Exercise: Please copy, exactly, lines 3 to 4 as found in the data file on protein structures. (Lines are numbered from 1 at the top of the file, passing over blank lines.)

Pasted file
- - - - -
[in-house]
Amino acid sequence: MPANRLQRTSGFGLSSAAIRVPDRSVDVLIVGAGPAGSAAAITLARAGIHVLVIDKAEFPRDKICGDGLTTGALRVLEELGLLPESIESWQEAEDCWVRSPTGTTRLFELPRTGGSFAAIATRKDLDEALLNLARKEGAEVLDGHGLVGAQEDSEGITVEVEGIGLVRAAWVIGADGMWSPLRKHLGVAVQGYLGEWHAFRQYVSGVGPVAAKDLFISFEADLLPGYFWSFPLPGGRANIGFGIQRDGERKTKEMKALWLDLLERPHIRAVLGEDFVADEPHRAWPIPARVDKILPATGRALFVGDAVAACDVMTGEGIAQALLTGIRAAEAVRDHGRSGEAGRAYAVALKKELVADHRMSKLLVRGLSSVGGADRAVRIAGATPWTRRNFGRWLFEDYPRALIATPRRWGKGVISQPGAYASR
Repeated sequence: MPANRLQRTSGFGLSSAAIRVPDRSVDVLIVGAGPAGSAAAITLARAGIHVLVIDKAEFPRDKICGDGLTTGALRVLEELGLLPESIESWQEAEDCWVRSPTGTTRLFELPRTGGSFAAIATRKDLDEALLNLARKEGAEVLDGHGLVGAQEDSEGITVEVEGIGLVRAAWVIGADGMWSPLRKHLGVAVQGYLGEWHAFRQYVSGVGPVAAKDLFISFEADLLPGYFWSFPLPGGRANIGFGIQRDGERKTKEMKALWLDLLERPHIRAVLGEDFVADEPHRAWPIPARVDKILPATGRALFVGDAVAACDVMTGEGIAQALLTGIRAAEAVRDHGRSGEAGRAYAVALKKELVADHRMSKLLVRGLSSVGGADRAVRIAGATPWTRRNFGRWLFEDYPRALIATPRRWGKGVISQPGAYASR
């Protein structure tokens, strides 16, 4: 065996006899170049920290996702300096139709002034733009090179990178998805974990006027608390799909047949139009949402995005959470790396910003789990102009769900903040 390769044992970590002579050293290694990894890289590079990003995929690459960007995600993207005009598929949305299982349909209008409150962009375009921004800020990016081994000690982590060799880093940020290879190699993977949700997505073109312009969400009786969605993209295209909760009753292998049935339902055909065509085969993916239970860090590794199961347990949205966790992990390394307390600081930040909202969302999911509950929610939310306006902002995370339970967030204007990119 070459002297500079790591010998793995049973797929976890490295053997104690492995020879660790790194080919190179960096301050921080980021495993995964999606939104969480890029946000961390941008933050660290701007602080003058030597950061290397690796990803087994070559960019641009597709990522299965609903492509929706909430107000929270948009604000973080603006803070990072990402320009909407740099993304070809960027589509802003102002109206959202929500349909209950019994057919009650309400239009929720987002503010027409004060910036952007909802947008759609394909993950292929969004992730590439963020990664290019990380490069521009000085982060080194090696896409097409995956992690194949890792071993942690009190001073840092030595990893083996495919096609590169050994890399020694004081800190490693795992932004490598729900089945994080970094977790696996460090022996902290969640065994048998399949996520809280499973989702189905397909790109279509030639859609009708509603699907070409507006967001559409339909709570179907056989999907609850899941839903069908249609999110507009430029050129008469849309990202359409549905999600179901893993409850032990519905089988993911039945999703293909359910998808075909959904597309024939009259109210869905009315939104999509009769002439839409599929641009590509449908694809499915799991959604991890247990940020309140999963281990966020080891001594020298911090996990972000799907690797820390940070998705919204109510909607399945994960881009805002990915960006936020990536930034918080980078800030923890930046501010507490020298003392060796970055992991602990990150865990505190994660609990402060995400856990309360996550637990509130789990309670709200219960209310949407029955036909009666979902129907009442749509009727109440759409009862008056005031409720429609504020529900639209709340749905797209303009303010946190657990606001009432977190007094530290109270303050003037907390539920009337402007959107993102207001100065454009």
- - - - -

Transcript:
Repeated sequence: MPANRLQRTSGFGLSSAAIRVPDRSVDVLIVGAGPAGSAAAITLARAGIHVLVIDKAEFPRDKICGDGLTTGALRVLEELGLLPESIESWQEAEDCWVRSPTGTTRLFELPRTGGSFAAIATRKDLDEALLNLARKEGAEVLDGHGLVGAQEDSEGITVEVEGIGLVRAAWVIGADGMWSPLRKHLGVAVQGYLGEWHAFRQYVSGVGPVAAKDLFISFEADLLPGYFWSFPLPGGRANIGFGIQRDGERKTKEMKALWLDLLERPHIRAVLGEDFVADEPHRAWPIPARVDKILPATGRALFVGDAVAACDVMTGEGIAQALLTGIRAAEAVRDHGRSGEAGRAYAVALKKELVADHRMSKLLVRGLSSVGGADRAVRIAGATPWTRRNFGRWLFEDYPRALIATPRRWGKGVISQPGAYASR
């Protein structure tokens, strides 16, 4: 065996006899170049920290996702300096139709002034733009090179990178998805974990006027608390799909047949139009949402995005959470790396910003789990102009769900903040 390769044992970590002579050293290694990894890289590079990003995929690459960007995600993207005009598929949305299982349909209008409150962009375009921004800020990016081994000690982590060799880093940020290879190699993977949700997505073109312009969400009786969605993209295209909760009753292998049935339902055909065509085969993916239970860090590794199961347990949205966790992990390394307390600081930040909202969302999911509950929610939310306006902002995370339970967030204007990119 070459002297500079790591010998793995049973797929976890490295053997104690492995020879660790790194080919190179960096301050921080980021495993995964999606939104969480890029946000961390941008933050660290701007602080003058030597950061290397690796990803087994070559960019641009597709990522299965609903492509929706909430107000929270948009604000973080603006803070990072990402320009909407740099993304070809960027589509802003102002109206959202929500349909209950019994057919009650309400239009929720987002503010027409004060910036952007909802947008759609394909993950292929969004992730590439963020990664290019990380490069521009000085982060080194090696896409097409995956992690194949890792071993942690009190001073840092030595990893083996495919096609590169050994890399020694004081800190490693795992932004490598729900089945994080970094977790696996460090022996902290969640065994048998399949996520809280499973989702189905397909790109279509030639859609009708509603699907070409507006967001559409339909709570179907056989999907609850899941839903069908249609999110507009430029050129008469849309990202359409549905999600179901893993409850032990519905089988993911039945999703293909359910998808075909959904597309024939009259109210869905009315939104999509009769002439839409599929641009590509449908694809499915799991959604991890247990940020309140999963281990966020080891001594020298911090996990972000799907690797820390940070998705919204109510909607399945994960881009805002990915960006936020990536930034918080980078800030923890930046501010507490020298003392060796970055992991602990990150865990505190994660609990402060995400856990309360996550637990509130789990309670709200219960209310949407029955036909009666979902129907009442749509009727109440759409009862008056005031409720429609504020529900639209709340749905797209303009303010946190657990606001009432977190007094530290109270303050003037907390539920009337402007959107993102207001100065454009």